6. Canvas Work Needlepoint on Needle and Thread
Canvas work, known in the US as needlepoint, is worked on canvas, rather than fabric. Canvas work is done on two types of canvas, either mono canvas or Penelope canvas, and all types of threads can be used, including wool, silk, cotton, blends, and synthetic threads with interesting textures. As for stitches, there are myriad needlepoint stitches to choose from, though the most common stitch for filled and shaded pictures in needlepoint is tent stitch (a half cross stitch). Needlepoint is a counted technique when worked on a blank canvas from a gridded pattern. It can also be done on painted canvases, with the stitcher covering the painted areas with corresponding colors of thread. Canvas work makes excellent household upholstery (for footstool covers, chair seats, etc.) as well as decorative household items such as accent pillows. It can also be framed, used as book covers, made into purses and bags, formed into dimensional sculptors, made into doorstops practically anything can be done with it!
7. Chicken scratch on Needle and Thread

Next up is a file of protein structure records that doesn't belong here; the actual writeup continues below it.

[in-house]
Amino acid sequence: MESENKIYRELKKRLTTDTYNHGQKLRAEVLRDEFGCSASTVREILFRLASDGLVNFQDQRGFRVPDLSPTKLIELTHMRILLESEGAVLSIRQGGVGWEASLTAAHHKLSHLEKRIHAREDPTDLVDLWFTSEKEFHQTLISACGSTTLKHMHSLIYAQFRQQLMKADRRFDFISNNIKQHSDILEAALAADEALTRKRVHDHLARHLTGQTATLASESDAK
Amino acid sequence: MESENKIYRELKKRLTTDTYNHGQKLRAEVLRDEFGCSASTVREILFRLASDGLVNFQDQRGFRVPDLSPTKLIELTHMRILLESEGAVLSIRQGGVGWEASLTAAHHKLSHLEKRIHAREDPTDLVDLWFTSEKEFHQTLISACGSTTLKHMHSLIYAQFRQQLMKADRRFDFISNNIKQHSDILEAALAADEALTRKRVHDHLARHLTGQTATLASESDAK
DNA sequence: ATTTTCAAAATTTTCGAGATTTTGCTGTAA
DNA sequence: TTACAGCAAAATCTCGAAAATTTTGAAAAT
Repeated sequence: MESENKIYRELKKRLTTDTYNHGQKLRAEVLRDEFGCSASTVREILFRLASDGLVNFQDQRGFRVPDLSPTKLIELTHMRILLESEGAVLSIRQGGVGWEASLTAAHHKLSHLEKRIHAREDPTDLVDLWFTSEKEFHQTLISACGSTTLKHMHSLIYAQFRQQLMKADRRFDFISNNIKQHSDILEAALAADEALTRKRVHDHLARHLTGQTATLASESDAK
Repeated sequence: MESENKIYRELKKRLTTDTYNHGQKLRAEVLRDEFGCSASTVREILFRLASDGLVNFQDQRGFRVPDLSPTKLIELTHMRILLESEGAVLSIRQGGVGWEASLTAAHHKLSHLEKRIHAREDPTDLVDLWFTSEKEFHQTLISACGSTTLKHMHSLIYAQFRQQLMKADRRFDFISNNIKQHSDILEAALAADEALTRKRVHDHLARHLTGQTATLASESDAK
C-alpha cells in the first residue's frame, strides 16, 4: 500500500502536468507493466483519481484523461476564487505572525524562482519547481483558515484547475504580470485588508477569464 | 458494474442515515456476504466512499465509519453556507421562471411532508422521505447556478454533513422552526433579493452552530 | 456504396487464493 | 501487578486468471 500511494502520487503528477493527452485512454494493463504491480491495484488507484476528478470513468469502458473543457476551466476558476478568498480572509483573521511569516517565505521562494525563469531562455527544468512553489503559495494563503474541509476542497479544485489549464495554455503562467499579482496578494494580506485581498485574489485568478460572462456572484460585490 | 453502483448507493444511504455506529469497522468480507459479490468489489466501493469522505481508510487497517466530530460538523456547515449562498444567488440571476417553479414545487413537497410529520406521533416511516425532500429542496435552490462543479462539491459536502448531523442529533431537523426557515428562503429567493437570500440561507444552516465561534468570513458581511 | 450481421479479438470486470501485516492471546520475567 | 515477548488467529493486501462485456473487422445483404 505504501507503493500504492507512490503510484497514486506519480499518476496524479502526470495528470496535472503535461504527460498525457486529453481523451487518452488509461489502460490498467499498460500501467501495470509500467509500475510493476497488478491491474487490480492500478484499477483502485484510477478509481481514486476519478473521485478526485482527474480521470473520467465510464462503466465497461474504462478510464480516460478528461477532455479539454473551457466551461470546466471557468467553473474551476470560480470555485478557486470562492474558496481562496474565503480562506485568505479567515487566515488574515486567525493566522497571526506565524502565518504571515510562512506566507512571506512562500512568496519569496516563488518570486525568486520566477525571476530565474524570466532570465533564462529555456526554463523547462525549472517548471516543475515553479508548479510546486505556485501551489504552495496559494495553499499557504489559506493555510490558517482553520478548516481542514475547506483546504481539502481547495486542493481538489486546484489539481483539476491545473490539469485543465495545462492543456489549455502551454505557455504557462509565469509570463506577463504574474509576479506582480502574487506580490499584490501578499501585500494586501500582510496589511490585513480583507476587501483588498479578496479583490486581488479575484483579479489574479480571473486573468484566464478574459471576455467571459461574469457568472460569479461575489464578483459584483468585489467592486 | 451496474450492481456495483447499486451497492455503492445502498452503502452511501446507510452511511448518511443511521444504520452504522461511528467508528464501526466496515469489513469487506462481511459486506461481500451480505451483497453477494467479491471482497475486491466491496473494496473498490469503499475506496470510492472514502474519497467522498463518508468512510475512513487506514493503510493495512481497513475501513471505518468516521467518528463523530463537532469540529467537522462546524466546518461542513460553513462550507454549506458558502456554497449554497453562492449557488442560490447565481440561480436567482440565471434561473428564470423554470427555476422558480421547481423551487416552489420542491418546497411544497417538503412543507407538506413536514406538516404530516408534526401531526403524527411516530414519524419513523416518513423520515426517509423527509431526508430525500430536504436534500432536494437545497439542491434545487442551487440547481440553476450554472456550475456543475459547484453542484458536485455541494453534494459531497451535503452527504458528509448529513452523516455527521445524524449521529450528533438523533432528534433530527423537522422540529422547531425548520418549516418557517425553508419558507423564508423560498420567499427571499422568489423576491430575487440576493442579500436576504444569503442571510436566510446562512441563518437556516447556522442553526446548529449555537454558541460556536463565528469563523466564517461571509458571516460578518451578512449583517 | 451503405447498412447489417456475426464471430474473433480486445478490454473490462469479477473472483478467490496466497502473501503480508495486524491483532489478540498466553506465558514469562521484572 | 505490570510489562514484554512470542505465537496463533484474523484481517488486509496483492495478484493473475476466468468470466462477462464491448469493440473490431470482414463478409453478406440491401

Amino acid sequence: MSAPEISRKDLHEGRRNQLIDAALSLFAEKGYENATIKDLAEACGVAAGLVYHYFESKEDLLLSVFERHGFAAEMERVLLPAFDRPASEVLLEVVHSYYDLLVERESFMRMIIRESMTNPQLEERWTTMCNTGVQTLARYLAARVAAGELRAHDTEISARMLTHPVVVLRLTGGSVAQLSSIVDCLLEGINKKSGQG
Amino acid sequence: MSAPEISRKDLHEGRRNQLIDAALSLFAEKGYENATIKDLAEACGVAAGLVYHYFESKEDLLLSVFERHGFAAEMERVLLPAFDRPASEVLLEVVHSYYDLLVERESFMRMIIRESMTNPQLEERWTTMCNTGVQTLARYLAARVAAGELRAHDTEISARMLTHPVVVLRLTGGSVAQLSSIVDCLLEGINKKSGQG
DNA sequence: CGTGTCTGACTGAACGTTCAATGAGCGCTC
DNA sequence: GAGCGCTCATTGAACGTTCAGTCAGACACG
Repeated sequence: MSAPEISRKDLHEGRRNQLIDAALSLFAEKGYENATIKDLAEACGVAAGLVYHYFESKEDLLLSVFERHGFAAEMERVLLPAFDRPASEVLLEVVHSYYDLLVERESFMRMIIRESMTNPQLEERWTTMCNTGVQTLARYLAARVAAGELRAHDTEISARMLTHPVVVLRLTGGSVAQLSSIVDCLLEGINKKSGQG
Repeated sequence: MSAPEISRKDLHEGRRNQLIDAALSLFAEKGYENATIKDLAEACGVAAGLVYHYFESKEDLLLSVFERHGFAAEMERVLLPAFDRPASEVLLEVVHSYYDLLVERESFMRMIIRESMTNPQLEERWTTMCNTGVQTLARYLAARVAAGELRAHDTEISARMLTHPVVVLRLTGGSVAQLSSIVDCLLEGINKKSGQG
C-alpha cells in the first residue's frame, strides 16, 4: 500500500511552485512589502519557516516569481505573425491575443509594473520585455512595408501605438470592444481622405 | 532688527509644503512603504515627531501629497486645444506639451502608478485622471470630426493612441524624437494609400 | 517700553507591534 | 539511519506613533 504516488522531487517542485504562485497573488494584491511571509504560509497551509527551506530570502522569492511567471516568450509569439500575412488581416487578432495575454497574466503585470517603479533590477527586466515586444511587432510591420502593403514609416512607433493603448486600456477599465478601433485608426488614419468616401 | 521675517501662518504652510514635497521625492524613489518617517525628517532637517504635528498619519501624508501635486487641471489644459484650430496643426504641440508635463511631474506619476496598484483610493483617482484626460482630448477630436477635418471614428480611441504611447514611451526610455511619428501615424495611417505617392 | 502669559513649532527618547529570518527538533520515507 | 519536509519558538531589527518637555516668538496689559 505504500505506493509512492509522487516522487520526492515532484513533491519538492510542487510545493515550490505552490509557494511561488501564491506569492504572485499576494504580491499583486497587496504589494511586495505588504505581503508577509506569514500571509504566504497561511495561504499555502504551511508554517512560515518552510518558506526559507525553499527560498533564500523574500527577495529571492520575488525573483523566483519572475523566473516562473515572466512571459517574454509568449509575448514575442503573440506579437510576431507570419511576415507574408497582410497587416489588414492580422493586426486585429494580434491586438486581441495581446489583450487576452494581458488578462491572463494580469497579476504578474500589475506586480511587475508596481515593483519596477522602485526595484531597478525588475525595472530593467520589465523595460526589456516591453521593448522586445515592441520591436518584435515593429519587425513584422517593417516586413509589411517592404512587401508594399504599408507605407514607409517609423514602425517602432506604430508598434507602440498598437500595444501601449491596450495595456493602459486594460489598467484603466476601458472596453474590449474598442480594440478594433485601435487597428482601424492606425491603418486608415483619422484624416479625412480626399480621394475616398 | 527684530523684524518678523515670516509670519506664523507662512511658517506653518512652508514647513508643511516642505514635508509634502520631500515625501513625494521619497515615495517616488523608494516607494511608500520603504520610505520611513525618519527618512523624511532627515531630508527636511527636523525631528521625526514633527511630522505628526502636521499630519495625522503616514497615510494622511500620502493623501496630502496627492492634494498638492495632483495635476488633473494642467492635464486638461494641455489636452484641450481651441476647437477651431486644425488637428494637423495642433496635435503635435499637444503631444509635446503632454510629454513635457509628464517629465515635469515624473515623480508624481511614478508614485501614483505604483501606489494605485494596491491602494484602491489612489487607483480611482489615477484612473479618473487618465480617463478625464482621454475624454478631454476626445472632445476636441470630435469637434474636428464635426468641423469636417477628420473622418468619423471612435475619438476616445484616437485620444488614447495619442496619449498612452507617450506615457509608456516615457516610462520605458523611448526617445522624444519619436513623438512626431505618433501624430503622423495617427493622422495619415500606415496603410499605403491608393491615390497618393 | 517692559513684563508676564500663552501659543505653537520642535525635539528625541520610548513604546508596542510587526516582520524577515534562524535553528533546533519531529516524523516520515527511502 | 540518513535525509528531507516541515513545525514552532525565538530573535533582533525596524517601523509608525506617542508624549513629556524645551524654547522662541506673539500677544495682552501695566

Chicken scratch, worked on gingham, is generally considered a more rustic embroidery technique. The squares of the gingham provide the grid upon which chicken scratch is worked, with the stitches producing a lacy pattern on the gingham. Chicken scratch is a simple technique it employs only a few stitches, and therefore, it is great for children. But do not be fooled! By combining stitches and thread weights and varying stitch types, intricate patterns can be produced with chicken scratch, and, when stitched on finer the gingham, the finer the results. Normally, cotton threads are used for chicken scratch. The technique is often seen on household kitchen items, such as aprons, towels, and the like, as well as other household goods, like decorative pillows and curtains.
8. Colbert Embroidery on Needle and Thread
Colbert embroidery is not a widely known style of embroidery. It falls in the realm of counted work, and is similar to Assisi work, in that it employs a patterned background with the focal part of the design often voided. The design elements are outlined in heavier stitches, such as stem stitch and chain stitch.Unlike Assisi work, Colbert embroidery utilizes intricately patterned backgrounds in multiple colors and types of thread. The patterned backgrounds are similar to Wessex embroidery.
9. Counted Cross Stitch on Needle and Thread